5 Easy Ingredient Swaps to Help You Lose Weight


Rice and Cauliflower

Every year, 45 million Americans go on a diet with the intention of losing weight.

With summer right around the corner, you may be considering joining them. Especially if the weather has recently gotten warmer where you live and you’ve begun to dig your summer clothes out from the back of your closet like I have.

Before you jump on board with some extreme diet though, there’s something you should consider.

The right way to lose excess weight and keep it off is by making easy and sustainable shifts in your diet that reduce regular caloric intake while, ideally, increasing nutrient intake.

Your body needs both a certain volume of food and enough of the right nutrients to feel truly satisfied. These missing nutrients are found in whole, plant-based foods.

If you’ve ever wondered why copious amounts of junk food never really satisfy, it’s because they leave you still craving the nutrients your body needs.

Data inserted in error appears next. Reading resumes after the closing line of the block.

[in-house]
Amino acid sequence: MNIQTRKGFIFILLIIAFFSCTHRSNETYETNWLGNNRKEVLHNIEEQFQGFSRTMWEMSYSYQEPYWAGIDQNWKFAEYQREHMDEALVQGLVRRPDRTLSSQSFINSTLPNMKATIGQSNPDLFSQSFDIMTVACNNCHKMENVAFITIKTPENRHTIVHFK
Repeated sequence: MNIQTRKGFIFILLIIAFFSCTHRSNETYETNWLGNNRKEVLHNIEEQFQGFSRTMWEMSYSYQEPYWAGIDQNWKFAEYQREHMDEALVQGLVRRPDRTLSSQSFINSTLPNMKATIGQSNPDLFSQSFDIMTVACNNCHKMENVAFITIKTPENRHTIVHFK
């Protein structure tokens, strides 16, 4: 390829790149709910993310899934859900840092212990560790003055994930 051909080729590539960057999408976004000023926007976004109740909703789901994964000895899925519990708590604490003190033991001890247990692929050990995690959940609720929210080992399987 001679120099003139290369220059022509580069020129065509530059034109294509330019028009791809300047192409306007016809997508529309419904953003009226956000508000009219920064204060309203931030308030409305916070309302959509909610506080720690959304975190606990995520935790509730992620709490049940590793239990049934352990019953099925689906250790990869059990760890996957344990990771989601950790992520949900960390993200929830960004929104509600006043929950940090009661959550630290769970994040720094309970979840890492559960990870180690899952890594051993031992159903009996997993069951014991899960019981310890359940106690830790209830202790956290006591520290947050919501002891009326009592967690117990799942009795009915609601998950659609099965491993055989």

Eating low calorie, nutrient-dense foods is also the best way to keep the weight off after you’ve lost, something that most people fail to do.

That’s because weight loss is often accompanied by a decrease in resting metabolic rate. This means that after you lose weight, your body will burn less calories each day than it used to before weight loss. So to keep the weight off you’ll need to regularly and consistently eat less calories than you did before weight loss. Not just when you are trying to lose weight!

This is why most diets fail. They don’t leave you with a sustainable way of eating the proper number of calories a day when they are done. When you go back to how you ate before the diet, you quickly gain weight again!

Here’s the good news: discovering low calorie, nutrient-dense foods to substitute for high calorie processed foods can really help you keep your caloric intake in check, whether you are trying to lose weight or maintain your current weight. In fact, in many cases, with these types of foods you can actually eat more and weigh less!